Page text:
At the end of the 19th century, the Thai government, building on the country’s rich agricultural heritage, began to assist farmers in honing their knowledge of and skills in rice growing. The government improved systems of irrigation and built roads to support agriculture. It also promoted agricultural education for all students, from primary schools to vocational institutions and specialised universities that enhanced farmers’ skills and know-ledge. In the parlance of the contemporary field of development studies, Thai officials engaged in
a many-decades-long campaign of capacity
building, thereby strengthening the country’s “human capital” employed in agriculture.

Interest in agricultural education in Thailand was nothing new, especially in a country where agriculture remained a key part of the economy. In 1898, King Chulalongkorn, as part of a reorganisation of government administration, created
a Ministry of Education, which included instruction about agriculture as part of its mandate. In the years following, the student population grew. In 1921, education became mandatory through the primary level. Primary schools included teaching about farming in the curriculum. Children learned to garden and thus mastered the basic principles of agriculture as well as a way of life. Teachers also studied agriculture, and from 1914 to 1923 a teacher training school provided a two-year certificate programme in agricultural subjects. By the end of the 1920s, because of the specialised education of teachers, Thai students in primary and secondary schools were provided technical-school levels of training in agriculture.

Advanced education in agriculture had begun in 1909 in the School of the Ministry of Agriculture, with the introduction of a college-level course of study in agricultural subjects. It merged with the Civil Service School in 1913 under the auspices of the Ministry of Public Instruction and Religion. In the mid-1930s, because of financial constraints resulting from the worldwide depression, there was much ferment about the future of agricultural education. Officials had to decide whether to merge or close schools. In 1935, mergers led to the creation in Chiang Mai of the College of Agriculture, which was a division of the Department of Agriculture and Fisheries. In mid-1938, the Ministry of Agriculture set up the Central Agriculture Station in Bangkok and moved the College of Agriculture from Chiang Mai to Bangkok. At that time the college offered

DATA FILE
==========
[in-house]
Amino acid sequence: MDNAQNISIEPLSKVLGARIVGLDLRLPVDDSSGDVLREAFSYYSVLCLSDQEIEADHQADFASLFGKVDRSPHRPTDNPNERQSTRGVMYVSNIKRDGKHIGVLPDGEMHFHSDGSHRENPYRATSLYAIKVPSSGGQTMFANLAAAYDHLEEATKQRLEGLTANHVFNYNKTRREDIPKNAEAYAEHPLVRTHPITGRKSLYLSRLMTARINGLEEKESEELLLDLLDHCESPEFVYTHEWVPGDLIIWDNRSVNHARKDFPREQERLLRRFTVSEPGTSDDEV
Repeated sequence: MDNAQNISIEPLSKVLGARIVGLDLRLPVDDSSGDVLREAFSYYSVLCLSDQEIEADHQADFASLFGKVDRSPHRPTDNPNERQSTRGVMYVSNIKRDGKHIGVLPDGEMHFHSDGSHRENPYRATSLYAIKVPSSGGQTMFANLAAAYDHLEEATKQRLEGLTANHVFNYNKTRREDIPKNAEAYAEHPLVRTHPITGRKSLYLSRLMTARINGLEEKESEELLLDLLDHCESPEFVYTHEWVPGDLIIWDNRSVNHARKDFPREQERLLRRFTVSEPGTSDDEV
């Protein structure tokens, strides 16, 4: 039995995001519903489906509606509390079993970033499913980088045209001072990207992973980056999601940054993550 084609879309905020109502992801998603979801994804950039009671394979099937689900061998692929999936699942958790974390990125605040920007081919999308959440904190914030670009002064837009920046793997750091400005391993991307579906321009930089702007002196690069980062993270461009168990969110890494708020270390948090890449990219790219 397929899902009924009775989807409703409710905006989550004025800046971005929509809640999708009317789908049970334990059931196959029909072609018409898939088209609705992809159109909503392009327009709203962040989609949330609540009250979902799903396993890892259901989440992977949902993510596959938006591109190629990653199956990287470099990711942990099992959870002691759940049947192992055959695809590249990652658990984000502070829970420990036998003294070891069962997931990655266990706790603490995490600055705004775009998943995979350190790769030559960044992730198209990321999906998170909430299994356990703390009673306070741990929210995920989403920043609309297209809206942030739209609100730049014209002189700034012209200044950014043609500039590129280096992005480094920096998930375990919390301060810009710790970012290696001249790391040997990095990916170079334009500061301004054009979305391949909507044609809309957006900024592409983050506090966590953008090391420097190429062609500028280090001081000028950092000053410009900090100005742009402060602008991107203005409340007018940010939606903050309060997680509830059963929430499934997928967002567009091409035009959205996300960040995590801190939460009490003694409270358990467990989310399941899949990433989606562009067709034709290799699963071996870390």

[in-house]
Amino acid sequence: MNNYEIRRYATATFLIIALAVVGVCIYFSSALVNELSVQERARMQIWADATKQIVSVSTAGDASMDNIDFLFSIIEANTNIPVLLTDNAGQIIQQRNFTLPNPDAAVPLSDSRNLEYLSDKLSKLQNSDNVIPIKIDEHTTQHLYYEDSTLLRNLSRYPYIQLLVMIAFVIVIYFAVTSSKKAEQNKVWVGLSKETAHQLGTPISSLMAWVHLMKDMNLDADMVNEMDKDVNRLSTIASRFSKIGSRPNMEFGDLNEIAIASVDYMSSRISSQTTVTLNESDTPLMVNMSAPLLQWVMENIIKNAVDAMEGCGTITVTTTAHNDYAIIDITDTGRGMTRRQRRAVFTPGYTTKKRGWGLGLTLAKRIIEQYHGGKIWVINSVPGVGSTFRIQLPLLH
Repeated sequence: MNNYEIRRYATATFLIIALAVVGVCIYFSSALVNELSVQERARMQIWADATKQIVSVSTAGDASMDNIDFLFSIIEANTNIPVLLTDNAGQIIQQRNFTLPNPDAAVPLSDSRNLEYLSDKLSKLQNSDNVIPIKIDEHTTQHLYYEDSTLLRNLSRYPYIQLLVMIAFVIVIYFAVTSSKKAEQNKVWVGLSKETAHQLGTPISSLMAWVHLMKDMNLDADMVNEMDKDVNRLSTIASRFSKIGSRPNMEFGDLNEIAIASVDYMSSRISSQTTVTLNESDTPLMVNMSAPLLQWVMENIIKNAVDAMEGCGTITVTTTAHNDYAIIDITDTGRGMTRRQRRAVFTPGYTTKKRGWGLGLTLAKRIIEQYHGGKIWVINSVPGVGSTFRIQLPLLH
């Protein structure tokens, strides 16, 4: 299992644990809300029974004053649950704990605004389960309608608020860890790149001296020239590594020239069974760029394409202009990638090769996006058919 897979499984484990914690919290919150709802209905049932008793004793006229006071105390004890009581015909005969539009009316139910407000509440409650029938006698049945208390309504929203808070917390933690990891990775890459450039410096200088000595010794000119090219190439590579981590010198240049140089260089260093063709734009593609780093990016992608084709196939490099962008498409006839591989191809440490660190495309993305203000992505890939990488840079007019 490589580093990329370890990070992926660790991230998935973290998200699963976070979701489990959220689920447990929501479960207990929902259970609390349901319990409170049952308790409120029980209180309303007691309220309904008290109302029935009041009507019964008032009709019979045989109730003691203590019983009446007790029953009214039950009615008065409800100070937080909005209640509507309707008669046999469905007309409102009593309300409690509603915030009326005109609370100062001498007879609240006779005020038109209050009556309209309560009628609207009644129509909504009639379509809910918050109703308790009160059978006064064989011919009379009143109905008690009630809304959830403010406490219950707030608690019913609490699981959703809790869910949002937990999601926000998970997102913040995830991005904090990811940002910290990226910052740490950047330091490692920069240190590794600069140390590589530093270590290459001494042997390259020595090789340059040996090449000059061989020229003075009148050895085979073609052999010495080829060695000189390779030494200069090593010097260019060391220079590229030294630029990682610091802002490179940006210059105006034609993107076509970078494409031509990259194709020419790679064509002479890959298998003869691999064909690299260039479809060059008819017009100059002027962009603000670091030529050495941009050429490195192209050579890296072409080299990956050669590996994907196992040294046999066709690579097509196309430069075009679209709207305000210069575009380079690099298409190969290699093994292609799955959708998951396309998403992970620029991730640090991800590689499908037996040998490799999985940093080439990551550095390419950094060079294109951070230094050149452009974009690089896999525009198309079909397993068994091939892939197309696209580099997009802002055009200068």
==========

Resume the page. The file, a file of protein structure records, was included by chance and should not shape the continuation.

a three-year certificate programme.

The year 1943 proved to be a turning point in advanced agricultural education in Thailand. Legislation was passed in the middle of World War II to establish Kasetsart University, which was to be devoted to university-level agricultural studies and research. At the same time, the Thai government funded the building of the Huntra Rice Experiment Station.

Over the next two decades, the station would become a leader in research on deep-water rice and play a key part, with the Rockefeller Foundation and other organisations, in revolutionising the cultivation of rice in Southeast Asia.

In Thailand and the Philippines, researchers focused on developing rice varieties that could withstand deep flooding.